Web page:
Tag Archives: thai fruit

How to Grow Dragon Fruit

Last year, I wrote a short blog with pictures about How to Eat Dragon Fruit. It proved to be quite popular with people searching on Google. The bright pink fruit is not native to Thailand and can be found in other regions of the world. I enjoy eating this fruit though in the supermarkets of Bangkok it can be expensive at about 40 to 60 baht a kilo depending on the time of year. The main season is May to October when you will find it at a cheaper price.

One of the main growing regions for dragon fruit in Thailand is Chanthaburi where I am now. We were driving down the road yesterday when I spotted this dragon fruit orachard. The fruit doesn’t grow on a tree but on a cactus that likes to grow up a wall or a pillar as in this picture.

The cactus has a bright yellow flower that I am told only fully flowers at night-time. By morning it starts to wilt as you can see here. This then develops into the green fruit which you can see in the picture below. Finally it turns red when it is nearly ready to harvest. In town I saw them selling this fruit for 10-15 baht a kilo.

I haven’t made an effort to grow one yet though I will try when I get back. There are apparently two options. One is to grow from a cutting of the cactus. The second way is to use the black seeds inside the fruit. It should be fairly easy to find this plant in town but I will also try growing from seed. Check out our Thai Food Forums for updates and also the latest pictures of my effort to grow pineapple and lemon grass.

How to eat…. Mangosteen

The peak season for Mangosteen in Thailand is between May and June. This is a good time as the price is relatively cheap at only 20-25 baht a kilos. Which is less than US$1. The mangosteen starts of being green and then turns deep purple as it ripens. It is about the size of a small apple. However, you cannot eat it in the same way nor do you peel it like an orange. The easiest way is to careful cut around the diameter with a sharp knife, being careful not to pierce the fruit inside. Then you just twist the two sides apart. Inside you can see the white succulent fruit. It looks a bit like cloves of garlic but of course much softer. The number of segments vary. You can always find out how many there are inside before cutting it open. Just count the number of petals on the bottom of the mangosteen. Having six small segments is better than four fat segments. This is because the bigger ones are more likely to contain a seed which you shouldn’t eat. The taste of the mangosteen is sweet though it can be a little sour if you bite into the seed by mistake.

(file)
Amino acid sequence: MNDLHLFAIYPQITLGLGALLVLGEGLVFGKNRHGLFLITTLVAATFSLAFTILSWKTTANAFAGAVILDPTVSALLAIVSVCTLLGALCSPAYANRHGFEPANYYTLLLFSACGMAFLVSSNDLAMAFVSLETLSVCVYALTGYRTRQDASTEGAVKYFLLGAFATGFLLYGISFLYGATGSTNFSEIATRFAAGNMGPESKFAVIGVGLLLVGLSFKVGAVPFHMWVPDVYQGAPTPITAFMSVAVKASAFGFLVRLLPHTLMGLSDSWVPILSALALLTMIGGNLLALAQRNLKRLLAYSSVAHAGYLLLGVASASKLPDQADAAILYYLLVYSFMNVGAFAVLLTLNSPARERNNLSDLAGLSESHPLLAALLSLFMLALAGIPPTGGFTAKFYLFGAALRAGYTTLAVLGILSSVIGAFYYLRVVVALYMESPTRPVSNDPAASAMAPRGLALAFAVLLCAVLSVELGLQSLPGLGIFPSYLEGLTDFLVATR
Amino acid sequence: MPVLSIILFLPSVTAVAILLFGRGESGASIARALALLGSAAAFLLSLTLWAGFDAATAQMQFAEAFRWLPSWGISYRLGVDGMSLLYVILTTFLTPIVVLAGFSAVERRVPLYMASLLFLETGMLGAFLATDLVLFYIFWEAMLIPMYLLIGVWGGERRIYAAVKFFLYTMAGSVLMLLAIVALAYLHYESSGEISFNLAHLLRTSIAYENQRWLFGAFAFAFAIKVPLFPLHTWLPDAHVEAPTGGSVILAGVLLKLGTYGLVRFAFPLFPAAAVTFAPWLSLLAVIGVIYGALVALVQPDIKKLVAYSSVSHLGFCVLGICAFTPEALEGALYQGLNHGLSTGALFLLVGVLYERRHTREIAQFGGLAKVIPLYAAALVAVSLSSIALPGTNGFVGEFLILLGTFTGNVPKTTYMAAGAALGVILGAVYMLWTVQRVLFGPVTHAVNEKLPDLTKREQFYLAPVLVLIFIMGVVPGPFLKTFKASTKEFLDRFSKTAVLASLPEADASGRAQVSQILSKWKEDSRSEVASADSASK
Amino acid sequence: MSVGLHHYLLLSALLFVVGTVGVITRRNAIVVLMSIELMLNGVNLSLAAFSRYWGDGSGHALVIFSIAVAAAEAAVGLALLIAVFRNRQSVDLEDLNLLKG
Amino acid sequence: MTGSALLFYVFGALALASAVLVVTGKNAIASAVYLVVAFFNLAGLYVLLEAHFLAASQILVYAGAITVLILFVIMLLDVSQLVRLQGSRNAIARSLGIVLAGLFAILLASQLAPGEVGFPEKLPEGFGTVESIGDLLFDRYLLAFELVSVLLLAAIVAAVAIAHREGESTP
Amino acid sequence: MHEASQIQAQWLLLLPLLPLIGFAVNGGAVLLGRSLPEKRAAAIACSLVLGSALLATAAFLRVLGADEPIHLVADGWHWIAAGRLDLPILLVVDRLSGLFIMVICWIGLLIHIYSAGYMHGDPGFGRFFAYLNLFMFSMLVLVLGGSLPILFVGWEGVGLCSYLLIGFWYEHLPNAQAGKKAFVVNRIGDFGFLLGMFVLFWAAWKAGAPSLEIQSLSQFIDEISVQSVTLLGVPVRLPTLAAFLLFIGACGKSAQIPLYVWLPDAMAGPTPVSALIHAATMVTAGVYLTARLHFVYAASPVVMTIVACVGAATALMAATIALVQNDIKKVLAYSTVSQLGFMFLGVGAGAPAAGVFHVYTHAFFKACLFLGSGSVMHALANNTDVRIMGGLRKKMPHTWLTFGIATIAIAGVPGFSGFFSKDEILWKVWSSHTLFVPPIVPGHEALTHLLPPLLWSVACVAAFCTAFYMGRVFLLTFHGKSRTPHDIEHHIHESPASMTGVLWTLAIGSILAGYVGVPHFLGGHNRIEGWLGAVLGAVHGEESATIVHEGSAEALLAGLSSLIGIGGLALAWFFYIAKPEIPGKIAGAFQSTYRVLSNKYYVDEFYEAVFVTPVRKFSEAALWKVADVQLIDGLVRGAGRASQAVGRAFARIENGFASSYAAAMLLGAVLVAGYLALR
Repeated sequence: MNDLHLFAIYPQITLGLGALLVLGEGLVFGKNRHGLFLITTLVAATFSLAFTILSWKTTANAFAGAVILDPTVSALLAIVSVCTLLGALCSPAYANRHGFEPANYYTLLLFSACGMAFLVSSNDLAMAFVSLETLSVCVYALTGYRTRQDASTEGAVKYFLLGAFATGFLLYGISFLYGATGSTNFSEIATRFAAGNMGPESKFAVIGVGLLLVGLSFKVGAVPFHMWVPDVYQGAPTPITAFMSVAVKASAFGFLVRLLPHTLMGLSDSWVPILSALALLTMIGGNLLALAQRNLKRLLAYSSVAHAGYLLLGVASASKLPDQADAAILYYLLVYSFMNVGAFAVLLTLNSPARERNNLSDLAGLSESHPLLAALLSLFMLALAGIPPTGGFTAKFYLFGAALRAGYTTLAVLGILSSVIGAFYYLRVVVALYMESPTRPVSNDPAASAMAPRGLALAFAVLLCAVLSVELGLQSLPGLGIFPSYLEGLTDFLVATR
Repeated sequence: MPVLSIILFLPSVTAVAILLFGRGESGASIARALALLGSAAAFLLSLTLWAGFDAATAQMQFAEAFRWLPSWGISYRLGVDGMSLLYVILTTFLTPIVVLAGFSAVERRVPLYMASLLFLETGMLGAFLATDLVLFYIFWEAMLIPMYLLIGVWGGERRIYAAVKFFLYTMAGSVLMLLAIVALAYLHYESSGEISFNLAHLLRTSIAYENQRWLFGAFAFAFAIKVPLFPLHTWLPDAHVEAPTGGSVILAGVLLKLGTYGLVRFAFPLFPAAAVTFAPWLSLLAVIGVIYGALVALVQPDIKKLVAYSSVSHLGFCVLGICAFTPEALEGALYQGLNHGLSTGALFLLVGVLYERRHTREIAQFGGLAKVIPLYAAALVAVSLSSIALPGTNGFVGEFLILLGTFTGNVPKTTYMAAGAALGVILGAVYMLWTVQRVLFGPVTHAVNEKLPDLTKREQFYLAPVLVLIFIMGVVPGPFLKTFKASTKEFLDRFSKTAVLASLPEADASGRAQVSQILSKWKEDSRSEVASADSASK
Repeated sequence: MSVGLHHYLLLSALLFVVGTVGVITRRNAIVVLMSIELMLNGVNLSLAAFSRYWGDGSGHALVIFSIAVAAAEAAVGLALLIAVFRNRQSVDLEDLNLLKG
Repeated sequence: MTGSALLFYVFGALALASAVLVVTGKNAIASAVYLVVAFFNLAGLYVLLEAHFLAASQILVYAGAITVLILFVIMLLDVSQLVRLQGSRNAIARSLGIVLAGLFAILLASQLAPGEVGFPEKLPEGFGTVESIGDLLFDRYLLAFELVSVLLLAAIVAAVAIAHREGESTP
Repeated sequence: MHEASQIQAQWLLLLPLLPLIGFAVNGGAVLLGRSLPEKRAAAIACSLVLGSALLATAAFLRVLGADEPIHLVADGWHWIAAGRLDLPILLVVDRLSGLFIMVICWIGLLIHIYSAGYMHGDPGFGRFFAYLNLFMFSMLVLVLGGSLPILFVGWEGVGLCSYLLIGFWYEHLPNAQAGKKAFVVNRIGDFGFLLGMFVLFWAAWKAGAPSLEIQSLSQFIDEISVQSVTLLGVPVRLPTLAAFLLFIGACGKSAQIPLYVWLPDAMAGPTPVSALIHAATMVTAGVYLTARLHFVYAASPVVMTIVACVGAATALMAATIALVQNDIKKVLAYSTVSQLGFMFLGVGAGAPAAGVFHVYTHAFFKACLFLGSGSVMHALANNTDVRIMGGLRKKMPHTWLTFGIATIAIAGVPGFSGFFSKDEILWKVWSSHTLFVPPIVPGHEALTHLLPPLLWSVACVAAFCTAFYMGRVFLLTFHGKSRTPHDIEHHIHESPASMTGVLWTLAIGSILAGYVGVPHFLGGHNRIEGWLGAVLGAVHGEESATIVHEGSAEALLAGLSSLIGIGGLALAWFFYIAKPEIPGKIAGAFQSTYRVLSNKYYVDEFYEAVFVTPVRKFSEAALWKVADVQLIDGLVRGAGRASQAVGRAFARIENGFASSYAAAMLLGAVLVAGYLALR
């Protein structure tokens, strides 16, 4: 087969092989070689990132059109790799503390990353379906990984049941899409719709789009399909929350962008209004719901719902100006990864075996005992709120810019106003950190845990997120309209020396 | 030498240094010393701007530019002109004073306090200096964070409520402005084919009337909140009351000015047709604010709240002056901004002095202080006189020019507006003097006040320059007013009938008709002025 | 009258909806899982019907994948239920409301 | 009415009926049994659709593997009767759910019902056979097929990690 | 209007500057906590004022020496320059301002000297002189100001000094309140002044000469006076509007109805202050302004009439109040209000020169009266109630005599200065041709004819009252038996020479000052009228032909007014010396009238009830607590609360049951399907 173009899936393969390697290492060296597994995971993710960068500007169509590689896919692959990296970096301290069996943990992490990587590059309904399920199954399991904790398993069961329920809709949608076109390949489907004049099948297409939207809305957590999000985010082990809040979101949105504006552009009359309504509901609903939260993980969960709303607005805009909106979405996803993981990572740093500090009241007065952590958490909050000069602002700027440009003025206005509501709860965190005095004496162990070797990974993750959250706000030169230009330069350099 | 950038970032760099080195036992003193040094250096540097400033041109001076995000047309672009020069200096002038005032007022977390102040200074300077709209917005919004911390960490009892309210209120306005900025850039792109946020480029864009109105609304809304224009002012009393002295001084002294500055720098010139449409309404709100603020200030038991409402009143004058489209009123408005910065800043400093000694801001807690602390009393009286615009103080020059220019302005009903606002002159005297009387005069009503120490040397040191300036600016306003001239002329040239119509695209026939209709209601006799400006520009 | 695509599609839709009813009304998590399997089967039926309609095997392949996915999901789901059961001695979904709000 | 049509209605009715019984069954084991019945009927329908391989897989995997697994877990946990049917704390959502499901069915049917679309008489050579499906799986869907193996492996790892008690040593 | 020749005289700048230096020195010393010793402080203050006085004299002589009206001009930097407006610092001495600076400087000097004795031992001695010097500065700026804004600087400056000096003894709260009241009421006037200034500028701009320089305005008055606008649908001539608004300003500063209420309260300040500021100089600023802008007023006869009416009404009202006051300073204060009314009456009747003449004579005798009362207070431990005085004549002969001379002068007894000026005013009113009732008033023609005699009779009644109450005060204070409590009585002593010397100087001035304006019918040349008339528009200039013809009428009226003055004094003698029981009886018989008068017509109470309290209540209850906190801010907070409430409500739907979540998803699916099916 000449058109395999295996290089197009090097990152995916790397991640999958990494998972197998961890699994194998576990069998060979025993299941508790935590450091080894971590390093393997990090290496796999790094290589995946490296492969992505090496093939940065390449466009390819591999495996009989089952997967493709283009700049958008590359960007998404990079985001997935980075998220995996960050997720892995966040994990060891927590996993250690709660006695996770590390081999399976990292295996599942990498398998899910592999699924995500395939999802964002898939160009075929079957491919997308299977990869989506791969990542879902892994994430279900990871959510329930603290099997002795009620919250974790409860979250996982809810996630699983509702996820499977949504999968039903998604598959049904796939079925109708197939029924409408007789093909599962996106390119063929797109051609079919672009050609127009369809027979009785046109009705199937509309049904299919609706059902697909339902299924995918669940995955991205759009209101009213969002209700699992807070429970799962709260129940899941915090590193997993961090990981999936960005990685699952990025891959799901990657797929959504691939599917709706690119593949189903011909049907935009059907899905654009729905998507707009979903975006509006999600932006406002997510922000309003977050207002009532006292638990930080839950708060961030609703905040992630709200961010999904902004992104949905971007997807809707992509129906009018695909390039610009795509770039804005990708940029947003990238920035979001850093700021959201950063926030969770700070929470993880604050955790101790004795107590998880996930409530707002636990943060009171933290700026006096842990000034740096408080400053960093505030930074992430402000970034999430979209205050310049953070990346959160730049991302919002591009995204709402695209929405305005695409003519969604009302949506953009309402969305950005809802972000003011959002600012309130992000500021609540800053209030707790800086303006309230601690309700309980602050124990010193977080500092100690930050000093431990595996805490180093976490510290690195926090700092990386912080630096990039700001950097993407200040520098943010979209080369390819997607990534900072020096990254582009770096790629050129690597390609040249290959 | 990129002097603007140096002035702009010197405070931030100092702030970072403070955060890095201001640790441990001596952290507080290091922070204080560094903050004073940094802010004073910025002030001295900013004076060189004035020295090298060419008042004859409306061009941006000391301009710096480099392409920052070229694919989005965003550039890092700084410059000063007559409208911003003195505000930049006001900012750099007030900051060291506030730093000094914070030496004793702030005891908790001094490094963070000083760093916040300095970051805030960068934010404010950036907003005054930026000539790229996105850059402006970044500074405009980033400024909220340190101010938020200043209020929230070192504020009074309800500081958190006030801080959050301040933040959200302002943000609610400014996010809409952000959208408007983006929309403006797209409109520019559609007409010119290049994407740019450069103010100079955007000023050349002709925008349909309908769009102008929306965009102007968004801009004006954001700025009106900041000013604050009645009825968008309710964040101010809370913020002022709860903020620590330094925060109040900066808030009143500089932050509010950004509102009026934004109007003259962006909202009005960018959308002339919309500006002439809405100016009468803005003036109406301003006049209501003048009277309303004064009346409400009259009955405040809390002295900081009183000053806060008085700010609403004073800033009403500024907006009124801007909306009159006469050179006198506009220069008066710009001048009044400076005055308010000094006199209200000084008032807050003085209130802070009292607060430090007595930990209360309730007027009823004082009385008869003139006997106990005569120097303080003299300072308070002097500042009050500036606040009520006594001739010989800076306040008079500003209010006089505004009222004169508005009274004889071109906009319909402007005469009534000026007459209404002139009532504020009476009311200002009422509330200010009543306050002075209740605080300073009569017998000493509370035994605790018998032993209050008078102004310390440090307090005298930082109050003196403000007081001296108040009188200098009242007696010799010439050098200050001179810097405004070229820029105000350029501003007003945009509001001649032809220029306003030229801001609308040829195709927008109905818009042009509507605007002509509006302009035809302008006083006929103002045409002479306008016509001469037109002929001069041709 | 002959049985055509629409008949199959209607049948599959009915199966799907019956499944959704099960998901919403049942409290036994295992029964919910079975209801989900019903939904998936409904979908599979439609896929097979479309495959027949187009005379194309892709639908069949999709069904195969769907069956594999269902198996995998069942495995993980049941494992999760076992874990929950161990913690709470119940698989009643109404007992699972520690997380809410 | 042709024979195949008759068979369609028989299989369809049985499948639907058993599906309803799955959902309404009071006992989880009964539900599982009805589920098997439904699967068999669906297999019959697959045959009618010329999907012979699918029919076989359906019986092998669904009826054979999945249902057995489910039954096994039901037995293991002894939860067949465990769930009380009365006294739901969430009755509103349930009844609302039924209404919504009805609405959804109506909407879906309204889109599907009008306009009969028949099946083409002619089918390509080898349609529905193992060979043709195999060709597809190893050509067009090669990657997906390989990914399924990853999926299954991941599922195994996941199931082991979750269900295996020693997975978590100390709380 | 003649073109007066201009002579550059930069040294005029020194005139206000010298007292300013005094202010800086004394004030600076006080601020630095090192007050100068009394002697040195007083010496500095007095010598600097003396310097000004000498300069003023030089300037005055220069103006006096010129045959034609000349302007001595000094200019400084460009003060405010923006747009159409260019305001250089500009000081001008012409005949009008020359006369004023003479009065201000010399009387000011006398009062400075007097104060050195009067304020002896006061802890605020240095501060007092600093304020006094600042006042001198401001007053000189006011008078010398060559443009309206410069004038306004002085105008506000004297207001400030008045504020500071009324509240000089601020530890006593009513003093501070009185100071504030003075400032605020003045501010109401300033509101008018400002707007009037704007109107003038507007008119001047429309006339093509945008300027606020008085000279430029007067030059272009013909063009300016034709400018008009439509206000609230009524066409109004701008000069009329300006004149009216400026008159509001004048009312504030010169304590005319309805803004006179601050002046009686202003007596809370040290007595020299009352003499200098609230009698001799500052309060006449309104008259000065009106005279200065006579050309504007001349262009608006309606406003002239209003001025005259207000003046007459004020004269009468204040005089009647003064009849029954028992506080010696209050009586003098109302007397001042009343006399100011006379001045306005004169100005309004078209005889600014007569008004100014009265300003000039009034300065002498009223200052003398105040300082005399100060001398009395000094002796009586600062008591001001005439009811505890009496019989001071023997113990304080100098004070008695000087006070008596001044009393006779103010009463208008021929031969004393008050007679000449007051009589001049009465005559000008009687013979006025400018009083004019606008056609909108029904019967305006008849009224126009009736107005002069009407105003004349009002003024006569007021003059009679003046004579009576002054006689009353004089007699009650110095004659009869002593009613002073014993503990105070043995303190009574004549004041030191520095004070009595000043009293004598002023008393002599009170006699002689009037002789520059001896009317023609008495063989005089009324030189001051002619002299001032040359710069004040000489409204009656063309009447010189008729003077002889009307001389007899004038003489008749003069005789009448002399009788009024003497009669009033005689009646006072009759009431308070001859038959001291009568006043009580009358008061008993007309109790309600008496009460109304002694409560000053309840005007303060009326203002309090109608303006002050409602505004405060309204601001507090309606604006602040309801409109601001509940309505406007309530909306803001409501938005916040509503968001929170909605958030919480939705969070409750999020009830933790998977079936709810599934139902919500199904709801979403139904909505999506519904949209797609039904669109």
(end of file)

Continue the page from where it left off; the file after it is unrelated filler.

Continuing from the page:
Some people believe that the thick skin has medicinal uses. In Thailand, there is a popular soap made from mangosteen skin that is good for skin infections. There is also a tea that is supposed to help diarrhea and bladder infections. Other laboratory tests have shown that the skin may have anti-cancer benefits as well as being anti-inflammatory and antifungal. However, be very careful when you cut open the mangosteen. The skin contains a dye that is difficult to wash out of your clothes. Like an apple, once cut open, you should eat within five minutes as it will start to discolour. The next time you have an opportunity, try some mangosteen. You won’t be disappointed.

Thai name: มังคุค​

How to eat…. Rambutan

The rambutan is one of my favurite fruit that can be bought in Thailand. It is actually grown all over South-East Asia but here it grows in places like Chantaburi, Rayong and Trad in the East. It is a very distinctive looking fruit with its hairy outer skin. There are two varieties you can buy here: Rong Rien and Si Chompoo. The latter one is in the bottom right of this picture with the pink hairs. The taste is sweet and very succulent. It has a high sugar content as well as Vitamin C. It is also quite cheap. I bought these for 20 baht a kilogram. Or it is 45 baht for a can which also has syrup.